Mitchel sat in his favorite spot beside the river. He hung his head low as he tossed bits of whatever he could grab into the water. The late spring sun was near its high point, and the river crashed over boulders and logs with a fury that matched his own.
Why couldn’t he do spells and tricks like everyone else? Today was basic stuff any kinderen could pull off. But for him, it was a total disaster. If he could only control what his father, grandfather and both the great grandfathers said was his ancestral given gift for magic!
And, Anya! Sweet, beautiful Anya, who made him ache from his head to his toes. She just had to be there to see what a stupid mislukking he was. He picked up a sizable rock from the water’s edge and flung it as hard as he could.
The rock smashed against a boulder, exploding in a brilliant flash of pink and green. The river’s water rose into the vacuum of the explosion, and the heat of the sun evaporated the water into a brilliant, sparkling mist, reflecting all colors of the rainbow. But it also left the river’s rocks and fish exposed. The fish flipped and flopped as they tried making their way into whatever puddle remained. Mitchel watched in despair. Then a gargantuan tree that was split length-wise by the explosion, began to creak loudly as it slowly fell. It hit the ground with a mighty WHOAMP!, clobbering a family of raccoon, killing every one of the creatures.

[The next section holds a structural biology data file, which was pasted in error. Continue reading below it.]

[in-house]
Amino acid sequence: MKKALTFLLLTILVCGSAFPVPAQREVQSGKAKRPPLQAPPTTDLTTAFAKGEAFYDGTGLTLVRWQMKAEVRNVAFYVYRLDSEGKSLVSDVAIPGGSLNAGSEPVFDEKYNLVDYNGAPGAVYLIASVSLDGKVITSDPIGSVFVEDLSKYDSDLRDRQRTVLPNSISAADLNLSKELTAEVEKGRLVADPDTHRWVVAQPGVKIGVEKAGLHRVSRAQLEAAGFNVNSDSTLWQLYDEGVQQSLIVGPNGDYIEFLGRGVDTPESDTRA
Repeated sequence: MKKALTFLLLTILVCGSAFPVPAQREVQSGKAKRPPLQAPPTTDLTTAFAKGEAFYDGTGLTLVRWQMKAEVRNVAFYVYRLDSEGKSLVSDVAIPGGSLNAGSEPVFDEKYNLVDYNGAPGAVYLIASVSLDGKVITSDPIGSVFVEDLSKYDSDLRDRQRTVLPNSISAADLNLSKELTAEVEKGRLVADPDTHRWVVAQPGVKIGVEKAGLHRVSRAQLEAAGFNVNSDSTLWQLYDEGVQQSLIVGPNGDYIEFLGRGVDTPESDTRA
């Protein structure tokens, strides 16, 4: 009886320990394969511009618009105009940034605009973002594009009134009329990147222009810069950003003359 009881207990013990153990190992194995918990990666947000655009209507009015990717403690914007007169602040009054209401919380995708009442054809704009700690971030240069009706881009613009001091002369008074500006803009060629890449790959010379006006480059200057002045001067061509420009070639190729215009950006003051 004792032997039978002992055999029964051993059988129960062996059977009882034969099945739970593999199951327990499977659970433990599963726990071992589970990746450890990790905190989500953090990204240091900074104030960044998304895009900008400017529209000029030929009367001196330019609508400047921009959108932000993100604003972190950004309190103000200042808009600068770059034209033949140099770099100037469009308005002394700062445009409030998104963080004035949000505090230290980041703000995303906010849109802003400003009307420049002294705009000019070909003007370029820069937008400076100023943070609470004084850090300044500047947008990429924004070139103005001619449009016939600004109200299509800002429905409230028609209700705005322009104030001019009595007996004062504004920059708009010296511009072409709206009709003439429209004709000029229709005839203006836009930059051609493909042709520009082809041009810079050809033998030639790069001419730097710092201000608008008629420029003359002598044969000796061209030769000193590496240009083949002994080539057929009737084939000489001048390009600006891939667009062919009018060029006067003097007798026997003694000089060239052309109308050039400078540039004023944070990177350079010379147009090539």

“AAAAAHHHHHl!” Mitchel yelled. He dropped his head into his hands, frantically searching his memory for a remedy spell; any remedy spell. None came to mind. He grabbed another nearby rock and again threw it as hard as he could. The monster trees around the felled one exploded into flame, setting off a forest fire. Mitchel burst into tears.
“The answer is simple, of course,” a voice from out of nowhere stated. Mitchel looked this way and that for the source of the voice, but saw nothing.
The forest fire snuffed out. The voice spoke again.
“Stop throwing rocks.”